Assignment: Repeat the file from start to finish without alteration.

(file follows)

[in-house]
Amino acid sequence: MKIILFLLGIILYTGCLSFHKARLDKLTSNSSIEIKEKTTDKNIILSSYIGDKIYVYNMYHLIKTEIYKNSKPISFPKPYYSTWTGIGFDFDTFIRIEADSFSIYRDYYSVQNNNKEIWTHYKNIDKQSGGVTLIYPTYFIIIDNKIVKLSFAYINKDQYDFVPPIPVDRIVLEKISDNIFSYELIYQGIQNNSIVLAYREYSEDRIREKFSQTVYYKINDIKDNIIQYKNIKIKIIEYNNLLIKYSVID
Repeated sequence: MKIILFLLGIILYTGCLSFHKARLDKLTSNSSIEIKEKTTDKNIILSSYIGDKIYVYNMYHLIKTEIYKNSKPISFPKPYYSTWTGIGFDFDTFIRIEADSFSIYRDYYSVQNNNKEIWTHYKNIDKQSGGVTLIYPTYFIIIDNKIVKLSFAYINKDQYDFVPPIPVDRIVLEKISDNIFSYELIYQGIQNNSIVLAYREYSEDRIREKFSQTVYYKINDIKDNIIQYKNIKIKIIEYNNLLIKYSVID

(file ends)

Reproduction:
[in-house]
Amino acid sequence: MKIILFLLGIILYTGCLSFHKARLDKLTSNSSIEIKEKTTDKNIILSSYIGDKIYVYNMYHLIKTEIYKNSKPISFPKPYYSTWTGIGFDFDTFIRIEADSFSIYRDYYSVQNNNKEIWTHYKNIDKQSGGVTLIYPTYFIIIDNKIVKLSFAYINKDQYDFVPPIPVDRIVLEKISDNIFSYELIYQGIQNNSIVLAYREYSEDRIREKFSQTVYYKINDIKDNIIQYKNIKIKIIEYNNLLIKYSVID
Repeated sequence: MKIILFLLGIILYTGCLSFHKARLDKLTSNSSIEIKEKTTDKNIILSSYIGDKIYVYNMYHLIKTEIYKNSKPISFPKPYYSTWTGIGFDFDTFIRIEADSFSIYRDYYSVQNNNKEIWTHYKNIDKQSGGVTLIYPTYFIIIDNKIVKLSFAYINKDQYDFVPPIPVDRIVLEKISDNIFSYELIYQGIQNNSIVLAYREYSEDRIREKFSQTVYYKINDIKDNIIQYKNIKIKIIEYNNLLIKYSVID